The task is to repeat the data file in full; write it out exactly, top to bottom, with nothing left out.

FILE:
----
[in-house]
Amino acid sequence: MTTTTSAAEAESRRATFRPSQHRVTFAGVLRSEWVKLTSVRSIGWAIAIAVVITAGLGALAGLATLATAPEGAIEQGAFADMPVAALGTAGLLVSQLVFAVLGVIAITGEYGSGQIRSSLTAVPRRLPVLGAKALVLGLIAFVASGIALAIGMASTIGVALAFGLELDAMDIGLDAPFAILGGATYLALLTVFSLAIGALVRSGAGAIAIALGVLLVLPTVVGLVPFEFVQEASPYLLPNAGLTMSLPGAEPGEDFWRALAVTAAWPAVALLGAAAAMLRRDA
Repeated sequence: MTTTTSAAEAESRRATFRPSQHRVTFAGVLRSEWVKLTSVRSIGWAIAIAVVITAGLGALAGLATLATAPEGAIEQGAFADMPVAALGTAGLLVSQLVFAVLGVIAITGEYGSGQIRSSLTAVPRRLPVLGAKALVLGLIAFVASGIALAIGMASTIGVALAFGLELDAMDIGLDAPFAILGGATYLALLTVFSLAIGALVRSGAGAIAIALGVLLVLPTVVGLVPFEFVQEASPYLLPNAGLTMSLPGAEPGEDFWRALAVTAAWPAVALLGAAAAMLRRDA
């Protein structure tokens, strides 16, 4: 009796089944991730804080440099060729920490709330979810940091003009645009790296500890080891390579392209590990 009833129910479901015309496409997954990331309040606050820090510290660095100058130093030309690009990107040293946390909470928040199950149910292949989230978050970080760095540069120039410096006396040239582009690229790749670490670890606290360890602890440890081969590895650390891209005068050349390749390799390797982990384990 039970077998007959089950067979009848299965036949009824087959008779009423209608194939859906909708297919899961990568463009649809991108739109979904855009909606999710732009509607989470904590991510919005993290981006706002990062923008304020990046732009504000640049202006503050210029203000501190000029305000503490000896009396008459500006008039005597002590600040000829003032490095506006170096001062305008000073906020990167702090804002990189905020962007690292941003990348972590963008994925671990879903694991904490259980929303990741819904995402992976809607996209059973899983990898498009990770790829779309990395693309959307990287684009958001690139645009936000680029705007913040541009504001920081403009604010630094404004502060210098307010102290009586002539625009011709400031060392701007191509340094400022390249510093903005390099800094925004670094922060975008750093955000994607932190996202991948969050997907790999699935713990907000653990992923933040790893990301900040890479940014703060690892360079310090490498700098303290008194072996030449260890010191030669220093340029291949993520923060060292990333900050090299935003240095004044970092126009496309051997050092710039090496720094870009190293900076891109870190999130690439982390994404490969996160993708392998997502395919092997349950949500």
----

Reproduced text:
[in-house]
Amino acid sequence: MTTTTSAAEAESRRATFRPSQHRVTFAGVLRSEWVKLTSVRSIGWAIAIAVVITAGLGALAGLATLATAPEGAIEQGAFADMPVAALGTAGLLVSQLVFAVLGVIAITGEYGSGQIRSSLTAVPRRLPVLGAKALVLGLIAFVASGIALAIGMASTIGVALAFGLELDAMDIGLDAPFAILGGATYLALLTVFSLAIGALVRSGAGAIAIALGVLLVLPTVVGLVPFEFVQEASPYLLPNAGLTMSLPGAEPGEDFWRALAVTAAWPAVALLGAAAAMLRRDA
Repeated sequence: MTTTTSAAEAESRRATFRPSQHRVTFAGVLRSEWVKLTSVRSIGWAIAIAVVITAGLGALAGLATLATAPEGAIEQGAFADMPVAALGTAGLLVSQLVFAVLGVIAITGEYGSGQIRSSLTAVPRRLPVLGAKALVLGLIAFVASGIALAIGMASTIGVALAFGLELDAMDIGLDAPFAILGGATYLALLTVFSLAIGALVRSGAGAIAIALGVLLVLPTVVGLVPFEFVQEASPYLLPNAGLTMSLPGAEPGEDFWRALAVTAAWPAVALLGAAAAMLRRDA
């Protein structure tokens, strides 16, 4: 009796089944991730804080440099060729920490709330979810940091003009645009790296500890080891390579392209590990 009833129910479901015309496409997954990331309040606050820090510290660095100058130093030309690009990107040293946390909470928040199950149910292949989230978050970080760095540069120039410096006396040239582009690229790749670490670890606290360890602890440890081969590895650390891209005068050349390749390799390797982990384990 039970077998007959089950067979009848299965036949009824087959008779009423209608194939859906909708297919899961990568463009649809991108739109979904855009909606999710732009509607989470904590991510919005993290981006706002990062923008304020990046732009504000640049202006503050210029203000501190000029305000503490000896009396008459500006008039005597002590600040000829003032490095506006170096001062305008000073906020990167702090804002990189905020962007690292941003990348972590963008994925671990879903694991904490259980929303990741819904995402992976809607996209059973899983990898498009990770790829779309990395693309959307990287684009958001690139645009936000680029705007913040541009504001920081403009604010630094404004502060210098307010102290009586002539625009011709400031060392701007191509340094400022390249510093903005390099800094925004670094922060975008750093955000994607932190996202991948969050997907790999699935713990907000653990992923933040790893990301900040890479940014703060690892360079310090490498700098303290008194072996030449260890010191030669220093340029291949993520923060060292990333900050090299935003240095004044970092126009496309051997050092710039090496720094870009190293900076891109870190999130690439982390994404490969996160993708392998997502395919092997349950949500």